Emergency First Aid

Maggie Scarbrough

Check the label for specific instructions for first aid. If there are none available, follow these guidelines for skin exposure:


  • Drench victim’s skin and clothing with plenty of clean water. Pond, creek and even ditch water will work, as long as it is not contaminated.
  • Remove any contaminated equipment or clothing.
  • Use a mild liquid detergent to wash skin and hair thoroughly. If a shower is available, use it.
  • Dry and warm victim. Blankets, clean clothes or towels are appropriate. Do not allow them to become chilled.
  • Burned or injured skin should be covered immediately with dry, clean, soft, loose bandages or cloth.
  • Do not apply any substances to damaged skin.



For eye exposure:


  • Wash quickly and gently.
  • If you have access, use an eyewash dispenser. Otherwise, use a gentle flow of water across, not directly into, the eye.
  • Rinse for 15 minutes.
  • Do not use anything in the water.




For inhaled pesticides:


  • Move to fresh air immediately.
  • Warn others of danger.
  • Loosen tight clothing that may constrict breathing.
  • Use artificial respiration if victim is not breathing. If there is vomit or pesticide present, do not make contact with it. Use a breathing tube.



Swallowed pesticide or pesticide in the mouth:


  • Rinse with water.
  • Give up to 1 quart of water or milk to drink.
  • Check label. If recommended, induce vomiting.


To induce vomiting, make sure the victim is face down or kneeling. Use finger or the end of a spoon at the back of the throat. If available, use syrup of ipecac. Do not use any salt solutions.


Do not induce vomiting if the victim is having convulsions or is unconscious. If you know the person has consumed a corrosive poison (a strong acid or alkali), do not induce vomiting. It will burn the throat and the lungs. If the victim has consumed an emulsifiable concentrate, vomiting could be fatal as the solution could be inhaled during vomiting.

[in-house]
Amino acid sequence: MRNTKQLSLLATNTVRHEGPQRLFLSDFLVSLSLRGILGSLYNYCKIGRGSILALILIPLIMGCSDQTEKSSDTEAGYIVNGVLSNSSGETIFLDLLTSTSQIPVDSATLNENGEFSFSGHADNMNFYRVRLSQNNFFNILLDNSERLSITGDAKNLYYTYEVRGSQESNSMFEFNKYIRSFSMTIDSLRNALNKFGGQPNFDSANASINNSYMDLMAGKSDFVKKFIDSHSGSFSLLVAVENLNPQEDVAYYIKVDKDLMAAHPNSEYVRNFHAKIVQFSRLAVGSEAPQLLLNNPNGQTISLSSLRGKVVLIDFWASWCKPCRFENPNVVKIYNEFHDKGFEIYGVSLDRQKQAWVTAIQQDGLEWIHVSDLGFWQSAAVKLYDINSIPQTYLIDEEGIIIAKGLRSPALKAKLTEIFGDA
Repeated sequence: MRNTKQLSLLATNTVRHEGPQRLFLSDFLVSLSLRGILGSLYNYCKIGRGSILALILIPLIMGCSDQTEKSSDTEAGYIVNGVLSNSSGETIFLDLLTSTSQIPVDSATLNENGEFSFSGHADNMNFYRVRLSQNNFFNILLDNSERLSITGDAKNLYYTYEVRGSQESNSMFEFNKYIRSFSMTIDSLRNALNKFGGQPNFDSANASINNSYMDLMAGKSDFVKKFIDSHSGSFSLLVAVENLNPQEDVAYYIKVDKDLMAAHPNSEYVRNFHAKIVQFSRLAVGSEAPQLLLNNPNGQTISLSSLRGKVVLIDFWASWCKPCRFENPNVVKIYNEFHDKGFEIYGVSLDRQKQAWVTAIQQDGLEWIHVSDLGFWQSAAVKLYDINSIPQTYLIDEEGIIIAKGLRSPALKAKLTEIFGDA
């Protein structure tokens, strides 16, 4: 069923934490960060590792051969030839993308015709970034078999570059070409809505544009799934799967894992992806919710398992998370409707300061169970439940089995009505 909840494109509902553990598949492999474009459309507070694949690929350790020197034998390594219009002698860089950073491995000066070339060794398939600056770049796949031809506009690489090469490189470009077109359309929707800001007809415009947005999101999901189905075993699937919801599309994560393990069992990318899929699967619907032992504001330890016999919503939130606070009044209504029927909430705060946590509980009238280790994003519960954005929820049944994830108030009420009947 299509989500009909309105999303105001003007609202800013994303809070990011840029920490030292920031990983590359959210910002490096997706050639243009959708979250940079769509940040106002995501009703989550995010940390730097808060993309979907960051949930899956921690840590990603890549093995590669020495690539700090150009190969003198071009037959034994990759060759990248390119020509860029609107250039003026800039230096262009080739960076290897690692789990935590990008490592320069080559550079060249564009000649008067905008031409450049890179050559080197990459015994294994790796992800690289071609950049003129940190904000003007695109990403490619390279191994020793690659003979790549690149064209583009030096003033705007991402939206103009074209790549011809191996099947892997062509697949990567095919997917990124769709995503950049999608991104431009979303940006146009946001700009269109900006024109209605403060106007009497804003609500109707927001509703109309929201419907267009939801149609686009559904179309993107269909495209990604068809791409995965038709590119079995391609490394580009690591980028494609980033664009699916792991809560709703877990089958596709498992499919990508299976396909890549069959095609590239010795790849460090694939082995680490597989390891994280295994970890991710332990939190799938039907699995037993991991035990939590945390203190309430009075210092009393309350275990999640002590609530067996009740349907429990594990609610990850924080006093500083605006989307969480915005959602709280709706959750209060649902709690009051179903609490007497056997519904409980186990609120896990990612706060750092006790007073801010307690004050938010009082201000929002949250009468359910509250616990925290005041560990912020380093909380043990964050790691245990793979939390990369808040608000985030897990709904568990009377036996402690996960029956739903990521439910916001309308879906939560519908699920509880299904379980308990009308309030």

When your body cannot cope with the heat it is exposed to, heat stress is the resulting illness. Pesticide exposure is not the culprit although pesticide handlers are more susceptible when they are working in hot conditions, particularly with protective gear. The gear may make it impossible for your body to cool appropriately.


Heat stress that is mild may impair you while severe heat stress can kill you. Quick cooling is essential to prevent injury. If you suspect heat stress, stop! Find a way to cool down. Signs of heat stress include exhaustion, chills, dizziness, fainting, headache, nausea, dry mouth, lack of sweating or excessive sweating and altered behavior.


Since symptoms of heat stress are similar to those of pesticide poisoning, do not try to make a determination. Seek help first.


First aid for heat stress includes getting the victim to a cool area. Sponge or splash skin with cool water when possible. Remove any clothing or gear that may be keeping the victim warm. Encourage water consumption and keep the victim quiet.


Heat cramps are the result of the loss of body salt by sweating. Muscle spasms occur in legs, arms and stomach. Drinking lightly salted water or Gatorade will relieve these. Muscles may also be stretched or massaged.